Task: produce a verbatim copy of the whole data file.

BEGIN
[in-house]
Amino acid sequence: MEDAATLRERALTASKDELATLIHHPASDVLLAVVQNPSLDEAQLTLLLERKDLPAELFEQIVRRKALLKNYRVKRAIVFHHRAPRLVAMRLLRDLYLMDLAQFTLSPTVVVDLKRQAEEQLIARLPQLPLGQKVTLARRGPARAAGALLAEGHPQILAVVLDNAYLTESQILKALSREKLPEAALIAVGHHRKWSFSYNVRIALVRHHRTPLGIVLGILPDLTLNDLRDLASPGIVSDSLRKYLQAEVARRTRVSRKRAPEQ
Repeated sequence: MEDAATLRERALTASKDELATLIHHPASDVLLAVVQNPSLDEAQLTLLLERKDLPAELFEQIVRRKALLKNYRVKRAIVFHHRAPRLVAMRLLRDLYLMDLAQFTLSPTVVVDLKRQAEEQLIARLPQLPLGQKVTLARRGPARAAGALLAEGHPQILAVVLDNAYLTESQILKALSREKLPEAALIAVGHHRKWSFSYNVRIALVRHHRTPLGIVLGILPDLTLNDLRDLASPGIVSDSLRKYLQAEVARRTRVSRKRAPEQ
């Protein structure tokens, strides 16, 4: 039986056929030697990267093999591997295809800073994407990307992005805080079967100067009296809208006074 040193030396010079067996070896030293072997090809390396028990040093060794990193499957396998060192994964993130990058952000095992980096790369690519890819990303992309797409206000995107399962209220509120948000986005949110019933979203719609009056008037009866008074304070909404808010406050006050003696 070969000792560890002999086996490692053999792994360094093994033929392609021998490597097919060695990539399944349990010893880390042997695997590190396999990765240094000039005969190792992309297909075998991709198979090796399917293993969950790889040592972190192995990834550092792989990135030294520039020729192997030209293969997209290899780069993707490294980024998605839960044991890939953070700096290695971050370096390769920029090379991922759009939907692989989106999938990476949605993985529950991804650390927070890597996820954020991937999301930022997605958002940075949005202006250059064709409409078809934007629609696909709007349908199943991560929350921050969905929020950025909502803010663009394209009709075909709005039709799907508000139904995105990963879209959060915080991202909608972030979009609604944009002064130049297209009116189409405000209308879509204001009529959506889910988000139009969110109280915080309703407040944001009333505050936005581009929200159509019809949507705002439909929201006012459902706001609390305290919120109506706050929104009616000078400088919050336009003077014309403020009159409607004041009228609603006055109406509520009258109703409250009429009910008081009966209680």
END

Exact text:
[in-house]
Amino acid sequence: MEDAATLRERALTASKDELATLIHHPASDVLLAVVQNPSLDEAQLTLLLERKDLPAELFEQIVRRKALLKNYRVKRAIVFHHRAPRLVAMRLLRDLYLMDLAQFTLSPTVVVDLKRQAEEQLIARLPQLPLGQKVTLARRGPARAAGALLAEGHPQILAVVLDNAYLTESQILKALSREKLPEAALIAVGHHRKWSFSYNVRIALVRHHRTPLGIVLGILPDLTLNDLRDLASPGIVSDSLRKYLQAEVARRTRVSRKRAPEQ
Repeated sequence: MEDAATLRERALTASKDELATLIHHPASDVLLAVVQNPSLDEAQLTLLLERKDLPAELFEQIVRRKALLKNYRVKRAIVFHHRAPRLVAMRLLRDLYLMDLAQFTLSPTVVVDLKRQAEEQLIARLPQLPLGQKVTLARRGPARAAGALLAEGHPQILAVVLDNAYLTESQILKALSREKLPEAALIAVGHHRKWSFSYNVRIALVRHHRTPLGIVLGILPDLTLNDLRDLASPGIVSDSLRKYLQAEVARRTRVSRKRAPEQ
């Protein structure tokens, strides 16, 4: 039986056929030697990267093999591997295809800073994407990307992005805080079967100067009296809208006074 040193030396010079067996070896030293072997090809390396028990040093060794990193499957396998060192994964993130990058952000095992980096790369690519890819990303992309797409206000995107399962209220509120948000986005949110019933979203719609009056008037009866008074304070909404808010406050006050003696 070969000792560890002999086996490692053999792994360094093994033929392609021998490597097919060695990539399944349990010893880390042997695997590190396999990765240094000039005969190792992309297909075998991709198979090796399917293993969950790889040592972190192995990834550092792989990135030294520039020729192997030209293969997209290899780069993707490294980024998605839960044991890939953070700096290695971050370096390769920029090379991922759009939907692989989106999938990476949605993985529950991804650390927070890597996820954020991937999301930022997605958002940075949005202006250059064709409409078809934007629609696909709007349908199943991560929350921050969905929020950025909502803010663009394209009709075909709005039709799907508000139904995105990963879209959060915080991202909608972030979009609604944009002064130049297209009116189409405000209308879509204001009529959506889910988000139009969110109280915080309703407040944001009333505050936005581009929200159509019809949507705002439909929201006012459902706001609390305290919120109506706050929104009616000078400088919050336009003077014309403020009159409607004041009228609603006055109406509520009258109703409250009429009910008081009966209680």